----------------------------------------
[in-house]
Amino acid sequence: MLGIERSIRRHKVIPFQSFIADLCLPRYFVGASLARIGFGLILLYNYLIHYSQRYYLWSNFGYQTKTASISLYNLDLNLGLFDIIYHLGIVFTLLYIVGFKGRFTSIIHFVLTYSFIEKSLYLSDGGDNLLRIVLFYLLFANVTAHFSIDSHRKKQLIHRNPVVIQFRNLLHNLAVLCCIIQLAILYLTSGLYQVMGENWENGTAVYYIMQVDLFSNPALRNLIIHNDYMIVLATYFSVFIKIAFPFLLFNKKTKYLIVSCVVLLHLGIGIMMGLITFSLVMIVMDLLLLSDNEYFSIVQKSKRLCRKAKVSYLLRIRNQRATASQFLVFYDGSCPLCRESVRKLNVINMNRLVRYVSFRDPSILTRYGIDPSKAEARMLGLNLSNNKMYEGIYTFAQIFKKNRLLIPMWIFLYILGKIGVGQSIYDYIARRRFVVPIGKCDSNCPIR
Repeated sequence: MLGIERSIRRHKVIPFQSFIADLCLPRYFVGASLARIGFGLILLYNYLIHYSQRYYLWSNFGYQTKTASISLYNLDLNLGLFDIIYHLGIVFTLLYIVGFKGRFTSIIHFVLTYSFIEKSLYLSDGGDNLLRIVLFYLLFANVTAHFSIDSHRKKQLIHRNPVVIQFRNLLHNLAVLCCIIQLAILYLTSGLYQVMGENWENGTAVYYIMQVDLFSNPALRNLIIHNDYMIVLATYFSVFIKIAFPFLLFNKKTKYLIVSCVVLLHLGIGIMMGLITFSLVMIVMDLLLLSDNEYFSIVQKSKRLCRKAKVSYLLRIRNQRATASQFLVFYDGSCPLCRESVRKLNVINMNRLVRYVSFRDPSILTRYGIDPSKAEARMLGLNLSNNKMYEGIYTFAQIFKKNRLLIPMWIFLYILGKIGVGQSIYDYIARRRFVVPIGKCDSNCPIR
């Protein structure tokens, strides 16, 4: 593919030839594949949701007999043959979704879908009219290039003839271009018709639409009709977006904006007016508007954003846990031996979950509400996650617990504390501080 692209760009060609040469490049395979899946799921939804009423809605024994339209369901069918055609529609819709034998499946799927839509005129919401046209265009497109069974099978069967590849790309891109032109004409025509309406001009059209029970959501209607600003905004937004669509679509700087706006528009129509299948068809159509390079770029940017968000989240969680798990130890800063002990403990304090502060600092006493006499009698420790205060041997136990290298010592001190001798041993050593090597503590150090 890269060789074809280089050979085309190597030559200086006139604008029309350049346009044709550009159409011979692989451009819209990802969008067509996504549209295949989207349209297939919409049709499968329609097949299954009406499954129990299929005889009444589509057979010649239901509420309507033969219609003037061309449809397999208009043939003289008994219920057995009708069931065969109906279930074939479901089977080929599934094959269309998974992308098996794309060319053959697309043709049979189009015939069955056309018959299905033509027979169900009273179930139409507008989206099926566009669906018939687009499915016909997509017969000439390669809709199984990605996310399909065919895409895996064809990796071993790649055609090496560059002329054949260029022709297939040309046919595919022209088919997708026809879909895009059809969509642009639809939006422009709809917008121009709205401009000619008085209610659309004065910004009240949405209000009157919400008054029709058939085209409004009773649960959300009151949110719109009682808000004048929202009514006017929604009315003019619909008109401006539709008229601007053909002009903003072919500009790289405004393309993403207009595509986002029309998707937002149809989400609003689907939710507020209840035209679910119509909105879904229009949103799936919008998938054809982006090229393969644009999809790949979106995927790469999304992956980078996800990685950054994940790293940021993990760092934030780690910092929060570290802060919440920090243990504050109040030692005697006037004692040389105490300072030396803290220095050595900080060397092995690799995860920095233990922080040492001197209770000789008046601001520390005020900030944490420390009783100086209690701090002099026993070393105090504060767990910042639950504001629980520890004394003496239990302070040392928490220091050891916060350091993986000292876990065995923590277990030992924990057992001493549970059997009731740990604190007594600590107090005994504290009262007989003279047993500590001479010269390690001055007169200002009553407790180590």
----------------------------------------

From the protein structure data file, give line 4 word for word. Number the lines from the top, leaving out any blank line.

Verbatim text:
């Protein structure tokens, strides 16, 4: 593919030839594949949701007999043959979704879908009219290039003839271009018709639409009709977006904006007016508007954003846990031996979950509400996650617990504390501080 692209760009060609040469490049395979899946799921939804009423809605024994339209369901069918055609529609819709034998499946799927839509005129919401046209265009497109069974099978069967590849790309891109032109004409025509309406001009059209029970959501209607600003905004937004669509679509700087706006528009129509299948068809159509390079770029940017968000989240969680798990130890800063002990403990304090502060600092006493006499009698420790205060041997136990290298010592001190001798041993050593090597503590150090 890269060789074809280089050979085309190597030559200086006139604008029309350049346009044709550009159409011979692989451009819209990802969008067509996504549209295949989207349209297939919409049709499968329609097949299954009406499954129990299929005889009444589509057979010649239901509420309507033969219609003037061309449809397999208009043939003289008994219920057995009708069931065969109906279930074939479901089977080929599934094959269309998974992308098996794309060319053959697309043709049979189009015939069955056309018959299905033509027979169900009273179930139409507008989206099926566009669906018939687009499915016909997509017969000439390669809709199984990605996310399909065919895409895996064809990796071993790649055609090496560059002329054949260029022709297939040309046919595919022209088919997708026809879909895009059809969509642009639809939006422009709809917008121009709205401009000619008085209610659309004065910004009240949405209000009157919400008054029709058939085209409004009773649960959300009151949110719109009682808000004048929202009514006017929604009315003019619909008109401006539709008229601007053909002009903003072919500009790289405004393309993403207009595509986002029309998707937002149809989400609003689907939710507020209840035209679910119509909105879904229009949103799936919008998938054809982006090229393969644009999809790949979106995927790469999304992956980078996800990685950054994940790293940021993990760092934030780690910092929060570290802060919440920090243990504050109040030692005697006037004692040389105490300072030396803290220095050595900080060397092995690799995860920095233990922080040492001197209770000789008046601001520390005020900030944490420390009783100086209690701090002099026993070393105090504060767990910042639950504001629980520890004394003496239990302070040392928490220091050891916060350091993986000292876990065995923590277990030992924990057992001493549970059997009731740990604190007594600590107090005994504290009262007989003279047993500590001479010269390690001055007169200002009553407790180590």